Mahi Pono bumps back first plantings

Mid to late July may be a better estimate, official says

Tsutsui

Mahi Pono has pushed back its first plantings from June to July on old sugar fields it purchased from Alexander & Baldwin with the first harvest expected in October, a company official said.

“It is tentatively still scheduled for sometime in July, but it won’t be the first week,” said Dawn Hirai, Mahi Pono spokeswoman.

The first week of July had been the time frame mentioned by Shan

Tsutsui, senior vice president of operations of Mahi Pono, during Mayor Michael Victorino’s monthly television broadcast June 5 on Akaku Maui Community Media.

The company announced in early May that it was preparing to plant its first 400 acres in June.

Tsutsui said on the show “Holo I Mua” that the first crops would be fingerling potatoes, bell peppers and Maui onions.

“We anticipate being able to harvest the crop in early October, which is why we have already engaged in many discussions with some of the local restaurants, hotels, to make sure we are providing something that they want,” Tsutsui said on the show.

Mahi Pono declined to comment Thursday on the location, the date, water usage and other details of the first planting.

Victorino recently toured the area of the first planting, which is about 300 to 400 acres in Puunene, south of the mill, according to county spokesman Brian Perry. Portions of the tour were aired as part of the broadcast.

Mahi Pono purchased 41,000 acres of former sugar cane lands from Alexander & Baldwin in December. On May 8, it announced the first crops to be planted included avocados, bell peppers, potatoes, papaya, guava, lilikoi, white pineapple, oranges, mandarin oranges, lemons, limes, coffee and macadamia nuts, as well as cover crops such as alfalfa. Long-term plans included scaling up citrus fruit, coffee and grass-fed beef.

“Our crop plan changes probably every day . . . sometimes by the time it gets to print, it’s already changed,” Tsutsui said on the show. “As we continue to move forward, we want to make sure the things we’re planting are things that the community wants, something we can supply to ourselves here locally and that make the most sense, so we can use these shared resources, whether it’s land or water.”

When asked by host Bill Snipes about general water use and whether the company plans to store water or capture rainfall, Tsutsui said the company is being mindful about the important resource.

“It’s something we’ve talked about prepurchase, how we would need to make some substantial changes in the way we do the water delivery and the water diversion,” he said. “We want to be very mindful that the water assets belong to our entire community, and we want to be good partners and good neighbors.”

Tsutsui then discussed having tools for improving water usage, diversion and monitoring.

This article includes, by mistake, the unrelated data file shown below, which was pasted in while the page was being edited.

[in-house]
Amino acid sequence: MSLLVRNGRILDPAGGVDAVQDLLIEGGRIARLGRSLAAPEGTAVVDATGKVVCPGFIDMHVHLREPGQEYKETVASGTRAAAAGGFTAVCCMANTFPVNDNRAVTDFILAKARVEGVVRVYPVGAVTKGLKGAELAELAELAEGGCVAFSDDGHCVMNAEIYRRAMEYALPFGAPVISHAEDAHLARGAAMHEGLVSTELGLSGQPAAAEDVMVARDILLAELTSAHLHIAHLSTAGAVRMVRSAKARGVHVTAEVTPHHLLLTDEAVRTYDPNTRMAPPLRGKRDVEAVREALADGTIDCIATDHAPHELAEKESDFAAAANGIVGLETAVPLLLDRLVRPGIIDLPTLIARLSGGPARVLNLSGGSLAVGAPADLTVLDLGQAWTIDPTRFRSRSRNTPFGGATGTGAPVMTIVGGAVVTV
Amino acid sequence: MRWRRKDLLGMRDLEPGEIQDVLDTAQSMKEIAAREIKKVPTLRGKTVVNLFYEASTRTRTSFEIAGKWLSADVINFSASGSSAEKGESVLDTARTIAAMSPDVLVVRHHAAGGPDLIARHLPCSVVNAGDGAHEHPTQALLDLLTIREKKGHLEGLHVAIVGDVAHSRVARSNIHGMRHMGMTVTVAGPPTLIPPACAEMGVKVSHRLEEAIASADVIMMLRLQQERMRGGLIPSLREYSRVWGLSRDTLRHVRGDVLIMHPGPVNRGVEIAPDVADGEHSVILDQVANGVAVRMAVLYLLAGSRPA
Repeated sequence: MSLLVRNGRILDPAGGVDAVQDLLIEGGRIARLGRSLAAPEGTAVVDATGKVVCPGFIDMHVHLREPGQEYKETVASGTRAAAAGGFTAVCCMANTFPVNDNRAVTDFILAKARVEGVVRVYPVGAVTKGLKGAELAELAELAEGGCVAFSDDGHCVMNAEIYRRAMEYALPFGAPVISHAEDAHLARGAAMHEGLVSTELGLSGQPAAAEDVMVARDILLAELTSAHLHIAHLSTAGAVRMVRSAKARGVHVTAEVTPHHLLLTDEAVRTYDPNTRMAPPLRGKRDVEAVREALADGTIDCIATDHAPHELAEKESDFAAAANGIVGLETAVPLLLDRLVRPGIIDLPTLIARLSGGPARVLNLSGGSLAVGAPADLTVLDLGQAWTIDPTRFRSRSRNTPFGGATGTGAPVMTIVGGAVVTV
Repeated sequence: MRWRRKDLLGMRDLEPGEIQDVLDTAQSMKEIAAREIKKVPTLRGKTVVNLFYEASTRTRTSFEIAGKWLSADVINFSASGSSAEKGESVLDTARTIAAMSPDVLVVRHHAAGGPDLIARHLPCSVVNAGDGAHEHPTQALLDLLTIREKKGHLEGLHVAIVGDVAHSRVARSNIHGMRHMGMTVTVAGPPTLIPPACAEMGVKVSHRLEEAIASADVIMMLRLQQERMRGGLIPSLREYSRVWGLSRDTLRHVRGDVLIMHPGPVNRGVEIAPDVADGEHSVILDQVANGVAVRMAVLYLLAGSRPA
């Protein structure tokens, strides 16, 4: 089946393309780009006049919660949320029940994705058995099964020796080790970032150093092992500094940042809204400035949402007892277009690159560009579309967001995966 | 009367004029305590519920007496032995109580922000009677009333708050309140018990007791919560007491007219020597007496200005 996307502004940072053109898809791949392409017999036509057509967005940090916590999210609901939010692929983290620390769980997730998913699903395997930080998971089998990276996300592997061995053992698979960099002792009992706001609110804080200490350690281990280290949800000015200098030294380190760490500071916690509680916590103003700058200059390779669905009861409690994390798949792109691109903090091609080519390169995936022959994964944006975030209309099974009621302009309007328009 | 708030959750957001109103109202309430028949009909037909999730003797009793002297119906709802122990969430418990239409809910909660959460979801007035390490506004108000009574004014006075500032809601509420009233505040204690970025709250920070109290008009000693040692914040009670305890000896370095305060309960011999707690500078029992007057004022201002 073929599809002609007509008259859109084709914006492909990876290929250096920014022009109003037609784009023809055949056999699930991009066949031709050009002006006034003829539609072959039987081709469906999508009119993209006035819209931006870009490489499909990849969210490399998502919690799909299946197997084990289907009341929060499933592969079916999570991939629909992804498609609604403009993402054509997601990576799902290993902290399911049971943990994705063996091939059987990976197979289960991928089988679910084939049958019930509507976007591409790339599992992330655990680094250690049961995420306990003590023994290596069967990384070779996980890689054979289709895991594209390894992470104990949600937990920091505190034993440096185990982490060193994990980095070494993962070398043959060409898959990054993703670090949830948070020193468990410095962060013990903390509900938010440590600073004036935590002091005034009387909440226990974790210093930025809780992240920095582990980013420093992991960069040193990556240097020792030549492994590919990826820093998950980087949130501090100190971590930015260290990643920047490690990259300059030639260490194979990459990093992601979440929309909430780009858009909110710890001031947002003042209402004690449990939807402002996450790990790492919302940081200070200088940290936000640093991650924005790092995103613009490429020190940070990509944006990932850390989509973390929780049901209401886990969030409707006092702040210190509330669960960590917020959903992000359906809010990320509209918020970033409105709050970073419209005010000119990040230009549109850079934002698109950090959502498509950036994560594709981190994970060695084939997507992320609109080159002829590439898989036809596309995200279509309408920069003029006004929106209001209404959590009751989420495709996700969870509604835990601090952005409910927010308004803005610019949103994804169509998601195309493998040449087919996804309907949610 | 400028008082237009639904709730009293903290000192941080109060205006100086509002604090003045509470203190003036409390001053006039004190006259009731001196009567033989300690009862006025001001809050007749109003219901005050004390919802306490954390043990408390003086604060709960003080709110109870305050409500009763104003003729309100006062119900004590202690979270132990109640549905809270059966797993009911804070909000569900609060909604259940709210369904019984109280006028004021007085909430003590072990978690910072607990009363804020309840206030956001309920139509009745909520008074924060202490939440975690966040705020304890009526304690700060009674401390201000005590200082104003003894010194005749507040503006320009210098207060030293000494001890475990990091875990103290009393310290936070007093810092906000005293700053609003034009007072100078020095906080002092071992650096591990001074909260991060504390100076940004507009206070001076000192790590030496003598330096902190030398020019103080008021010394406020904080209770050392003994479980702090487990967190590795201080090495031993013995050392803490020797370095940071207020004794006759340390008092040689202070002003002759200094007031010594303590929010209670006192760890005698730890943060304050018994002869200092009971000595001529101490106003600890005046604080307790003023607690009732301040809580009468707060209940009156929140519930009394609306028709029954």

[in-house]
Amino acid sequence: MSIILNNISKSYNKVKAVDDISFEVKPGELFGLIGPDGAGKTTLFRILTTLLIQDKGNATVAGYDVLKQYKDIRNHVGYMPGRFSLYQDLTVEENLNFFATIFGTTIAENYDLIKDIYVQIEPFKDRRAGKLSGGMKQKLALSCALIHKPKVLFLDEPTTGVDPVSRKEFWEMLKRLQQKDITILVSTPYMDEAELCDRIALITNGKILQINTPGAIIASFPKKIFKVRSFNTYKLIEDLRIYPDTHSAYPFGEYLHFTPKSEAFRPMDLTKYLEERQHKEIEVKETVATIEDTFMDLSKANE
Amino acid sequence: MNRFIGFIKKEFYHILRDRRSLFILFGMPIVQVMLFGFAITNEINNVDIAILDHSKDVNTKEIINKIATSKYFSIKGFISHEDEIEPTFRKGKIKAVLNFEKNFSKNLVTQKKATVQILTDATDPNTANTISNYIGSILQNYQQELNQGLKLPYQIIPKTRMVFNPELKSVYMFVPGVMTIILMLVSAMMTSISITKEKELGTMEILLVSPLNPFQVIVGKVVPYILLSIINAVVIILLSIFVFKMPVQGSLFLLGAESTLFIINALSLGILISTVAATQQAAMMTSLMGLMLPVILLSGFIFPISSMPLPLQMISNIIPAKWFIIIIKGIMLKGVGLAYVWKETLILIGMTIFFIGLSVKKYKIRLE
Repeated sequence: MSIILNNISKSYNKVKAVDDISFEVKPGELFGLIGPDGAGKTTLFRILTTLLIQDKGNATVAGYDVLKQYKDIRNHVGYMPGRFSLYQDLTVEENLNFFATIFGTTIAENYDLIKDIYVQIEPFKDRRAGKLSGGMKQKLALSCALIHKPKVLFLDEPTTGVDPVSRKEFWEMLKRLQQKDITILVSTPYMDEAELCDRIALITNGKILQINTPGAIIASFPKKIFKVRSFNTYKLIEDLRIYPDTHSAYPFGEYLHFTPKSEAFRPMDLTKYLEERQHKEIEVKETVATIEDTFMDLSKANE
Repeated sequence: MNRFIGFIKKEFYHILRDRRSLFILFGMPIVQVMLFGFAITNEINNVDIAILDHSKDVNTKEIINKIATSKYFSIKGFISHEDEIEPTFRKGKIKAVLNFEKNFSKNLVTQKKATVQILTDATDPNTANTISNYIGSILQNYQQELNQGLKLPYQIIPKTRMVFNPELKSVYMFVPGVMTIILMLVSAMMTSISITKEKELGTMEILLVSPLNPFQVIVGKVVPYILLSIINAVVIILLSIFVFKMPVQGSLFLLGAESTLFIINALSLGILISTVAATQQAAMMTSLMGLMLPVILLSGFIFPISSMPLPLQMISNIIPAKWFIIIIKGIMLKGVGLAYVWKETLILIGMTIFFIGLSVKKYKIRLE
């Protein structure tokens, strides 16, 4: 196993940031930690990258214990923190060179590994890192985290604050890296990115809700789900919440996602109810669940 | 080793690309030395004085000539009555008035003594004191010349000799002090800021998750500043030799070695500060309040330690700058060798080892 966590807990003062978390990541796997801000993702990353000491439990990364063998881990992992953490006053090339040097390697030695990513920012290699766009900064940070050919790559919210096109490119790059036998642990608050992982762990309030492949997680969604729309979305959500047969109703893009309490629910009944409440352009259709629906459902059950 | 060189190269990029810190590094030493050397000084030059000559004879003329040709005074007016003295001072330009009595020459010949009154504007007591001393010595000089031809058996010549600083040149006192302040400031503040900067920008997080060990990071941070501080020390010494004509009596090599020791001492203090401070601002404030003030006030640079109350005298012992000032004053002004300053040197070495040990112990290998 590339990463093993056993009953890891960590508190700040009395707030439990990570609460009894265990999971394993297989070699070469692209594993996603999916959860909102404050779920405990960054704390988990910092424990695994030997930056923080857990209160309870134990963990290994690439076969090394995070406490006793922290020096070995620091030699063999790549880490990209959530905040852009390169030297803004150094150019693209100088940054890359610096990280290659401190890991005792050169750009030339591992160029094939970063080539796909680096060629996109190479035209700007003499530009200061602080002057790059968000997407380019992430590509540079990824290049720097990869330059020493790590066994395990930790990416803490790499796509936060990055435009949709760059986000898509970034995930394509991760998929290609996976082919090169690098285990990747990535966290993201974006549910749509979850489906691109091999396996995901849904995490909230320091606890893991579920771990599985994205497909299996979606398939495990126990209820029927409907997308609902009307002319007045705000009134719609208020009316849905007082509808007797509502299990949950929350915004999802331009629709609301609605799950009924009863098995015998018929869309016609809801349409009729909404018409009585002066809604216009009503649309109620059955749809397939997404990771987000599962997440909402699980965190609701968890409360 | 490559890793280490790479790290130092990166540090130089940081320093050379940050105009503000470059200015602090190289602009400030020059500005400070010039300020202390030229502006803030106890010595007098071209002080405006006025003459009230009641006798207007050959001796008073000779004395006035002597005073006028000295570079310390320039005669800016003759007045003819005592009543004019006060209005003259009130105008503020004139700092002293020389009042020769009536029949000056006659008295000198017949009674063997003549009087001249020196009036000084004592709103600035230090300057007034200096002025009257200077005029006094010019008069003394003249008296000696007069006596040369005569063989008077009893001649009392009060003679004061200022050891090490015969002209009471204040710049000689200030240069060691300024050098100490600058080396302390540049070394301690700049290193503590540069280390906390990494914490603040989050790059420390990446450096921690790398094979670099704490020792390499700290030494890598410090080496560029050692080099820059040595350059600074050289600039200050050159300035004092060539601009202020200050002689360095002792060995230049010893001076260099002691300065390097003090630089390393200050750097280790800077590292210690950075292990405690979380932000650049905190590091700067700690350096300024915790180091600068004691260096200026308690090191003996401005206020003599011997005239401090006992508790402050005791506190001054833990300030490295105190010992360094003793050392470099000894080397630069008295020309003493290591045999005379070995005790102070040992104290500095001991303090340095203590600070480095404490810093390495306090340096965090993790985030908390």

“Having the best technology, having the best irrigation ponds or irrigation systems that we can possibly have, those things are very important to us,” he said. “We want to be able to monitor the water that we are diverting, we want to make sure we’re reducing evaporation, that we are able to store water on high flows so during the summer months, when everyone else needs the water, that we will hopefully have enough.”

The company did not say how much water it would need for crops this year, nor whether it planned to pursue a revocable permit or long-term lease from the state to allow East Maui Irrigation, of which Mahi Pono is half-owner, to deliver the water to its fields.

A&B currently has a one-year revocable permit from the state to draw water from state lands in East Maui and to transport it to Central Maui and Upcountry. The permit runs out in December, and bills in the state Legislature that would have extended A&B’s ability to obtain future revocable permits failed this past session.

Also in the broadcast, Tsutsui praised the local Mahi Pono team, including farm manager Darren Strand, and said none of the company’s California principals are “intending to move here.” Mahi Pono is a joint venture of California-based Pomona Farming and the Canadian Public Sector Pension Investment Board.

“They want it to be a locally operated company,” he said. “They want the team to be organically grown here.”

Larry Nixon, one of the first publicly announced Mahi Pono hires in January, resigned his post last month. He was hired as general manager of farm operations and came to the post with managerial-level experience at MacFarms of Hawaii on Hawaii island; Malin Potato; Roll International, now known as The Wonderful Co.; and fruit producer Sun Pacific.

The native of Bakersfield, Calif., will remain on board through June “to help transition his roles and responsibilities” to Strand, the Mahi Pono news release last month said.

The mayor’s television show, “Holo I Mua,” airs at 7 p.m. on the first Wednesday of the month on Akaku. Archive episodes may be viewed on Akaku’s Vimeo page vimeo.com/akaku.

* Kehaulani Cerizo can be reached at kcerizo@mauinews.com.